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“The Church Catholic”

Luke 11.14-28 3rd SUNDAY OF LENT

11 March 2007 11:00 | The Revd. Marjorie Brown

Many years ago as a child growing up in the American Midwest in a devout Presbyterian family I wish I could have foreseen that in the distant future I would be invited to preach about the Church Catholic in the London church where Handel regularly worshipped. I would not have believed it, but then God is a God of surprises, as we frequently say. I am honoured indeed to be with you this morning, speaking on a theme that is very dear to my heart.

For in those years since I was an earnest young Presbyterian, I have followed a path that has led me to take very seriously the Catholic nature of the Christian Church. In fact I am now the Rector of the London chapter of the Society of Catholic Priests, a fellowship of Anglican clergy who hold both to the traditions of the Catholic faith and to the inclusiveness of the classical Anglican tradition. I think those two things are very deeply connected.

It is a matter of great importance to me to reflect on what it means to say that the Church is Catholic. Perhaps our first impression of that word has to do with a monolithic understanding of authority, emanating from a single source, some would say in Rome, and calling everyone else to submit and obey. The line from today’s gospel that “he that is not with me is against me” might seem to underscore such a notion of uniformity. As an expatriate American, of course, it also reminds me uneasily of President Bush’s ultimatum that those who are not with him in the War on Terror are against him. The tendency of American politicians to identify themselves with the divine is a topic I will not attempt to consider today!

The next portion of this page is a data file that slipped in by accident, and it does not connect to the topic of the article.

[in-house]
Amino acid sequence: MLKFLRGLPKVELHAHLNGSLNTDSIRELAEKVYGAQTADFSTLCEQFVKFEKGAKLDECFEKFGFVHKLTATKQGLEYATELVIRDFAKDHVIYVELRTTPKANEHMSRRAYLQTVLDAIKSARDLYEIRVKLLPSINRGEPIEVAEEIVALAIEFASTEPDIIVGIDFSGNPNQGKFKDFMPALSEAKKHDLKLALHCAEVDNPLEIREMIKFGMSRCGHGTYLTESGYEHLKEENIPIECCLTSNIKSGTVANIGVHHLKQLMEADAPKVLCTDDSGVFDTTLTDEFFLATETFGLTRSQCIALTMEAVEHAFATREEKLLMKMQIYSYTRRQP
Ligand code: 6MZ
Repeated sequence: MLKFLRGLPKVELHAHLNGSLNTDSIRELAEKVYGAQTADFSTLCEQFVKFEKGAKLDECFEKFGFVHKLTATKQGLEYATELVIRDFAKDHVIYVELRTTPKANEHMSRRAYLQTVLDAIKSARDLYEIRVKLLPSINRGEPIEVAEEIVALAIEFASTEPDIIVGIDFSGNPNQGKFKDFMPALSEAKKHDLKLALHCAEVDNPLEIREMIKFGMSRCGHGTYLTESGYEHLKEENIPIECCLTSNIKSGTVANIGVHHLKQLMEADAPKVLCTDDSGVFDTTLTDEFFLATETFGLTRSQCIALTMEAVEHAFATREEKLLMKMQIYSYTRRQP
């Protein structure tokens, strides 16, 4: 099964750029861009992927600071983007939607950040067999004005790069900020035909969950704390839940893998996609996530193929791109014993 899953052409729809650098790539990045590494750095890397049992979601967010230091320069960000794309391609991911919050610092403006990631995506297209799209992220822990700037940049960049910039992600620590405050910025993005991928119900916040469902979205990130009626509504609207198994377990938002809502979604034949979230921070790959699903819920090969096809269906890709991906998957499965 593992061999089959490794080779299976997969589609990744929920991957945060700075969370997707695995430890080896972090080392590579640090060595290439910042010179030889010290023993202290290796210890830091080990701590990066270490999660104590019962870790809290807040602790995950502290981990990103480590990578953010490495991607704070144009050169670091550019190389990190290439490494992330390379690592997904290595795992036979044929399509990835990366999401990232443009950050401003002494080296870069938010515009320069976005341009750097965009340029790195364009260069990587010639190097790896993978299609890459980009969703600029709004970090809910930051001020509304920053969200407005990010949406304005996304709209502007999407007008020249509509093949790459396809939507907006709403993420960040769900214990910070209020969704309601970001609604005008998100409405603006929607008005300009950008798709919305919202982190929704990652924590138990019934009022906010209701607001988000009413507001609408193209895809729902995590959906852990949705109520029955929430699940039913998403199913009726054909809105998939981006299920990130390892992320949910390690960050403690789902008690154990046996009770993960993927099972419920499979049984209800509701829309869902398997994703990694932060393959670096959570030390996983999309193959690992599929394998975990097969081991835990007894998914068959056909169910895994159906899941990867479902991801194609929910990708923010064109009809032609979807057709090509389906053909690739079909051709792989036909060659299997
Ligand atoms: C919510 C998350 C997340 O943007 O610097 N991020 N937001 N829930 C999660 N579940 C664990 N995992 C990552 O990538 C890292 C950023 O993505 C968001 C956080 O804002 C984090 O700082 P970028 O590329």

But Catholic does not mean, and never has meant, uniformity. defines it in the first place as “of broad or liberal scope; comprehensive”, and in the second place as “including or concerning all humankind; universal”. Even the new Roman Catholic Catechism defines it as “universal in the sense of according to the totality or in keeping with the whole”. That same catechism says that the Church is Catholic because Christ is present in her, and therefore every particular local gathering of the Christian church is catholic. A modern Greek Orthodox theologian, John Zizioulas, teaches that the Eucharist makes the Church. Where Christ is sacramentally present in the gathering of the faithful, there the Catholic Church exists.

In the face of such a definition, it becomes impossible to draw lines of exclusion. The Eucharist is Christ’s giving of himself for all humankind, and wherever that gift is received, there is the Catholic Church. It’s not about what we do, but what Christ does. Instead of trying to define who is and isn’t Catholic, we might ask rather bluntly, whose party is it? Who has the right to be doorman for the Catholic Church?